Could your business run without you? If you can answer yes, you are in the minority. It is maybe the most common issue for business owners. If there’s no way for another person to smoothly take over and run your business, it isn’t worth anything to anyone else. This can and should be fixed. I’ll use the example of a client who owned a specialty services business. I have changed names and some of the details to maintain privacy but the story is real.
Jim came to me at his CPA’s suggestion and he needed help. We talked about how he got started and what challenges he was working through. Concerns over taxes came up as they often do but it seemed like something else was bothering him.
His videography company, Video Concepts, had ridden out some pretty lean times and had managed to become very successful. Jim was still young enough to enjoy running his business at age 56. He had 17 employees and well over $6,000,000 in revenue. Videographers tend to be either freelance or small organizations focused on weddings and smaller engagements.
Video Concepts found a niche serving business customers in music, publishing, and entertainment. The company developed a style that worked well within the industry for frequent events that required a highly polished but stylized look. No weddings. Instead, big engagements and corporate customers with deep pockets. All new business came in the door through word of mouth and Video Concepts did not do any advertising. The company website was nice but that was the extent of the marketing.
By all accounts, things were going pretty well. Below the surface, frustration was building. Jim was getting pulled in too many directions. He had assembled teams to work on-site at customer projects. The process that the company developed was repeatable and, Jim felt, could deliver the high quality his company was known for. But customers, most of them, expected Jim to personally visit during each project engagement and he was getting stretched way too thin.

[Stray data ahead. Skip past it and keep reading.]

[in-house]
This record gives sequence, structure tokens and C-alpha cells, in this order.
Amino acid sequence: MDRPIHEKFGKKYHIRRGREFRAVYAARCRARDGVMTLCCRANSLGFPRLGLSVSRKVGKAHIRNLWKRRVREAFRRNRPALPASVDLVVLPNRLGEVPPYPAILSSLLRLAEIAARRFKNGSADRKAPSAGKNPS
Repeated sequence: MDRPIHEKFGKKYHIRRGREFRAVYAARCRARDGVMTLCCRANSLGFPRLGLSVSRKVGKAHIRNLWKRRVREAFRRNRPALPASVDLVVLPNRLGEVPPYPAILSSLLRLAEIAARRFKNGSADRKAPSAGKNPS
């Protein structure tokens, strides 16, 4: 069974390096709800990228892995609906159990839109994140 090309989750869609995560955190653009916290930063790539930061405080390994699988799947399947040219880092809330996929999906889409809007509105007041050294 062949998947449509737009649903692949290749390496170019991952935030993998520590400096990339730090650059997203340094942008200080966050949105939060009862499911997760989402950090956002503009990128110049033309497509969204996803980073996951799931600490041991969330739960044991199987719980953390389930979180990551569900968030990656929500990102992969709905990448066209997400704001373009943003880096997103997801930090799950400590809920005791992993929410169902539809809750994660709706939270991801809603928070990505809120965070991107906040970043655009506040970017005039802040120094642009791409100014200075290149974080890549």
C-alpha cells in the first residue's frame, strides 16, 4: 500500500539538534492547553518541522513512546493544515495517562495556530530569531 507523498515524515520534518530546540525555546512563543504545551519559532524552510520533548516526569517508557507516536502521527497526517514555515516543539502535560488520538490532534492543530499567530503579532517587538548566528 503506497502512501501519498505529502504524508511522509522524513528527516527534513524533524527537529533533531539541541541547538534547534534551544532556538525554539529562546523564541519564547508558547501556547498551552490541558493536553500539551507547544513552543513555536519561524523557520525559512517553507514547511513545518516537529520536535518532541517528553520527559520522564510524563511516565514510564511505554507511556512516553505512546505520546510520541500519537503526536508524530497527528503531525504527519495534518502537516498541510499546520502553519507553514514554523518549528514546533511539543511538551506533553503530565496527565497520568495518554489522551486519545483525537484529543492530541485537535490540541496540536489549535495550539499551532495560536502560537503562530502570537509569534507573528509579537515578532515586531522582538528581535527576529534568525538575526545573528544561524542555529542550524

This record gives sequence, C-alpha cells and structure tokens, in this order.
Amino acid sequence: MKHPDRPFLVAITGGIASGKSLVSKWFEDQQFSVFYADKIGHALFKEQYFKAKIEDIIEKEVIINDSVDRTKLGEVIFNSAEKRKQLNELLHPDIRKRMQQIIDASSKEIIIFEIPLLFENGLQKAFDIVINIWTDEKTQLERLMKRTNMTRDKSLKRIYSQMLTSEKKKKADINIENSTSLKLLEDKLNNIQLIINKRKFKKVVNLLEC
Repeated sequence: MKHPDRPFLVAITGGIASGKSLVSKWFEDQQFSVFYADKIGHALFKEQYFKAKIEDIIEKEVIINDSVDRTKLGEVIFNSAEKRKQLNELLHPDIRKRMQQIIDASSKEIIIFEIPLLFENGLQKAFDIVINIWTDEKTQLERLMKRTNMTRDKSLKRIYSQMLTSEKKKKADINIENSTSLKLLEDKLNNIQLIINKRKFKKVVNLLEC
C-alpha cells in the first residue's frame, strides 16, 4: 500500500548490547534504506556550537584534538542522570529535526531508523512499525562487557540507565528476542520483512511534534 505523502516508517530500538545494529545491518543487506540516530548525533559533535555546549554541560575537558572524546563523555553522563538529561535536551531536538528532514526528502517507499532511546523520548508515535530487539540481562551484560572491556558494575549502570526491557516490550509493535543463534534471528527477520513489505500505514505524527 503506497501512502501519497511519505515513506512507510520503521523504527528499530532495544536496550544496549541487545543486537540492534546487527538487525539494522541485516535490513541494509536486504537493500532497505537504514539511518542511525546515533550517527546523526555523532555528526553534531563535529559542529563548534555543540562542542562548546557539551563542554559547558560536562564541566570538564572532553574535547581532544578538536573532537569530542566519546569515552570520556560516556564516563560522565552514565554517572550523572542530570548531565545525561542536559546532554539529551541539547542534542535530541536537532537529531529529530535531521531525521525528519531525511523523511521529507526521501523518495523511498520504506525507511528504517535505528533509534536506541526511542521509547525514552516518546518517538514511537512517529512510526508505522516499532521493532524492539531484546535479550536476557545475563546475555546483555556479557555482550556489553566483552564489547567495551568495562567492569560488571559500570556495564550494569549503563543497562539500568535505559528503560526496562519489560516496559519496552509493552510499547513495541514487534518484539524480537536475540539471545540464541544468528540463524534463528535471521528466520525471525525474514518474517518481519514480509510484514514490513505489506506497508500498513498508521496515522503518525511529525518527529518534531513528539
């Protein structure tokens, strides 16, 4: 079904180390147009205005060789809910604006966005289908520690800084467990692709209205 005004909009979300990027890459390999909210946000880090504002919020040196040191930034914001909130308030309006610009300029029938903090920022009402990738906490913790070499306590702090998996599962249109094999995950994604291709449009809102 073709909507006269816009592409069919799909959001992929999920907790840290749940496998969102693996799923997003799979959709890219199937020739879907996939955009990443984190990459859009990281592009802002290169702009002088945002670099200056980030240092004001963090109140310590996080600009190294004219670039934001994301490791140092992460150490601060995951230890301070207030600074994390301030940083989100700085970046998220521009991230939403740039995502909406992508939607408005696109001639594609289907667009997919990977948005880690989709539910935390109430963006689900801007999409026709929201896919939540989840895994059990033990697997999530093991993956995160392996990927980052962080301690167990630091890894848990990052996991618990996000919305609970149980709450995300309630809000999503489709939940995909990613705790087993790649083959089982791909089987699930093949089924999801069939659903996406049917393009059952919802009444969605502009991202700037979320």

I questioned Jim whether or not it was necessary for him to make these personal appearances on each and every project. He was adamant that his customers would not work with Video Concepts if he was not involved. He felt that there was no way to transition away from direct face to face interactions with customers. And if he could not make this transition, he knew he was at about the ceiling of his capacity and could not grow.
Jim was getting burned out. Income was good and he had no debt. But retirement was feeling uncomfortably close and Jim knew that he didn’t have enough in his retirement accounts to live on for more than a year. Like many business owners, Jim had used the growth in his profits to reinvest in the business. If cash flow got lumpy, he still needed to make payroll so he would do without. Over the years, funding the retirement accounts just never made it high enough on his priority list. If Jim was going to ever be able to retire, he was going to need to be able to harvest the value from his business. And the bad news, I told him, is that if you don’t find a way to make yourself obsolete, you will have a hard time selling this business for the money you will need to retire. Obsolete?
What I mean is that a new owner or manager could run Video Concepts and that the business would not miss a beat. This new goal necessitated some profound changes in Jim’s thinking and actions. And it took time. We chose no more than three milestones every quarter for a couple of years centered around this new goal.
Jim got all of his processes out of his head and on paper. He intentionally developed staff into management. He incentivized the right people through equity shares over time. He moved people into different roles. He let go of underperformers. He invested in more training and empowered his people to innovate. There were new ideas and Video Concepts developed recurring streams of revenue to go along with the core project-oriented work.
As this transformation was happening within Video Concepts, there was also a transformation happening within Jim. He was not only not burned out anymore but actually reinvigorated with running his business. He could step away and things could function without him. Running Video Concepts was fun again and by having more time away, retirement didn’t seem so pressing.
Video Concepts is still majority-owned by Jim and is poised for future growth. By making himself obsolete, Jim can transition his business in any number of ways going forward. He can now sell to his management team, a third-party buyer, or even family. Having options gives him enormous freedom despite the fact that he doesn’t want to sell right now. And Video Concepts is a better company for developing its people.